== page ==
To mark 241 years of our nation's independence, the city of Boston will hold its 44th annual Fourth of July Boston Pops Fireworks Spectacular on the Esplanade.
In years past, New England weather has mixed the cacophonous sounds of thunder and downpours into the concert, but this year won't be sopping wet like that. Meteorologist David Epstein says concert-goers can expect a beautiful and summery Independence Day with temperatures in the 80s. By the time the fireworks are going off, there may also be a little coolness to the air in Boston, he reports.
What's Going On And When?
Catch the city's darling Boston Pops in the orchestra's annual big show, led once again by conductor Keith Lockhart, on Monday, July 3 starting at 8 p.m., during the official rehearsal. The show is free and open to the public, though sans fireworks.
The flashier day is Tuesday, July 4, of course. Andy Grammer, Brian Stokes Mitchell, Melissa Etheridge and Leslie Odom Jr. will headline the event. And Star Wars fans, rejoice! The Pops will be playing several selections from their recent album, "Lights, Camera ... Music! Six Decades of John Williams." (Here are more details on the musicians.) The music begins at 8 p.m., and the fireworks get popping at 10:30 p.m.
This year, the Pops partnered with investment company Eaton Vance and media company Bloomberg. After 43 years, the spectacular's longtime executive producer David Mugar retired last July.
The city of Boston will also hold its annual Independence Day parade around Government Center starting at 9 a.m at City Hall Plaza.
What (Not) To Bring?
You can't bring backpacks, glass or cans, alcohol or "pre-mixed beverages" or grills. Don't bring your own fireworks, or firearms, obviously.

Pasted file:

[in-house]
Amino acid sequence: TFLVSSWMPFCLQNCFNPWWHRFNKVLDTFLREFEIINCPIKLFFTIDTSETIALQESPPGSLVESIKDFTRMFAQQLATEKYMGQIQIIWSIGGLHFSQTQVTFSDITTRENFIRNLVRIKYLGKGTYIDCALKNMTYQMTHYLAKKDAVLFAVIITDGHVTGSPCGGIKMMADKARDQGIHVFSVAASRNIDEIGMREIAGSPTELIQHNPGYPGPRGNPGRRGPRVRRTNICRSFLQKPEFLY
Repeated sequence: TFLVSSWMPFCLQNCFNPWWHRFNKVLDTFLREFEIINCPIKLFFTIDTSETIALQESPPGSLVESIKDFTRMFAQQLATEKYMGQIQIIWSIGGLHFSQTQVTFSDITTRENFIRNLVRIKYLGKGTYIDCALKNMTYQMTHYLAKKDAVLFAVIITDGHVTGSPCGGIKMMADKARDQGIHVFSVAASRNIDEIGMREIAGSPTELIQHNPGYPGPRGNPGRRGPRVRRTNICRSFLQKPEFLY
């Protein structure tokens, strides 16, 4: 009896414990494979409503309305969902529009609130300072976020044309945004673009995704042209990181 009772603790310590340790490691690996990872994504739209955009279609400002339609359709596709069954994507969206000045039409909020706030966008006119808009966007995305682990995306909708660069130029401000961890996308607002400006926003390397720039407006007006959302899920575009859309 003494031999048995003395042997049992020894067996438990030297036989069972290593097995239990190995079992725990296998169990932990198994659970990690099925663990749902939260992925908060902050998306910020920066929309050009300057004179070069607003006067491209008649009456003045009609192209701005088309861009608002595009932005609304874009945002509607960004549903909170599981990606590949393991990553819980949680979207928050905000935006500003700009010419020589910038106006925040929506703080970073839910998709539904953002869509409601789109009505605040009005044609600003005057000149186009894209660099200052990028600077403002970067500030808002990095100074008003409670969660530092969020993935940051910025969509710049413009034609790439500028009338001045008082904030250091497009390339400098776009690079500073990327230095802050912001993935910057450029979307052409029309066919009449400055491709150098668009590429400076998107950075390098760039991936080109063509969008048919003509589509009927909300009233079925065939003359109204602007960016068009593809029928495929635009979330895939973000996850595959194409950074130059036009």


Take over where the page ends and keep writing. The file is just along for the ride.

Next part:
You can ride your bike to the Esplanade, but not past the checkpoints into the Oval or Lagoon areas.
Massachusetts state police request all personal items be carried in clear bags. Only single-handle coolers are permitted (nothing on wheels). Blankets and tarps, as well as beach chairs and small pop-up tents (without sides) are allowed.
How About Getting Around?
As with most large-scale events, city officials urge attendees to come by public transportation (and given the popularity of Boston's fireworks show, it's best to assume driving is too much trouble).
The MBTA will be providing rush-hour service on all subway lines starting at 2 p.m. on July 4. All commuter rail lines will run on a Saturday schedule that day, except for the Fairmont Line, which runs on a holiday schedule (complete info here). You can't bring your bikes inbound on commuter rail lines from 10 a.m. until 6 p.m. that day. They're barred from outbound trains starting at 4 p.m.
The planned street closures are as follows:
Monday, July 3 | After 3 p.m.
- Berkeley Street at Beacon Street
Tuesday, July 4 | After 6 p.m.
- Beacon Street, from Charles Street to Massachusetts Avenue
- Berkeley Street, from Commonwealth Avenue to Beacon Street
- Dartmouth Street, from Commonwealth Avenue to Beacon Street
- Fairfield Street, from Commonwealth Avenue to Beacon Street
- Hereford Street, from Commonwealth Avenue to Beacon Street
How Do I Watch/Listen?
The Esplanade will be packed so common sense concert rules apply: If you want a front row seat, get there wicked early. There'll be speakers on the Cambridge side of the river — and smaller crowds. Or, take a cruise down the Charles by boat or reconnect with that friend lucky enough to have a rooftop view.
There's also always the option to join the crowds tightly dotting every inch of the bridges hanging over the Charles River. Grab your portable radio (or, well, probably your smart phone) to dance around to the concert ahead of the bursting lights.
Since Bloomberg became this year's media partner, you can now watch or listen to the concert and fireworks through all things Bloomberg:
- TV: On DISH it's Channel 203, Verizon it's 104 and DirectTV is 353. Through Comcast, it's on Channels 45, 757 or 844.
- Online: There'll be a live video stream on Bloomberg.com and on the Bloomberg Radio app.
- Radio: You could hear it through 1200 AM in Boston, on SiriusXM satellite subscription radio on Channel 119, or on iheartradio, 94.5 FM-HD2.
With additional reporting from WBUR's Amy Gorel
This article was originally published on June 30, 2017.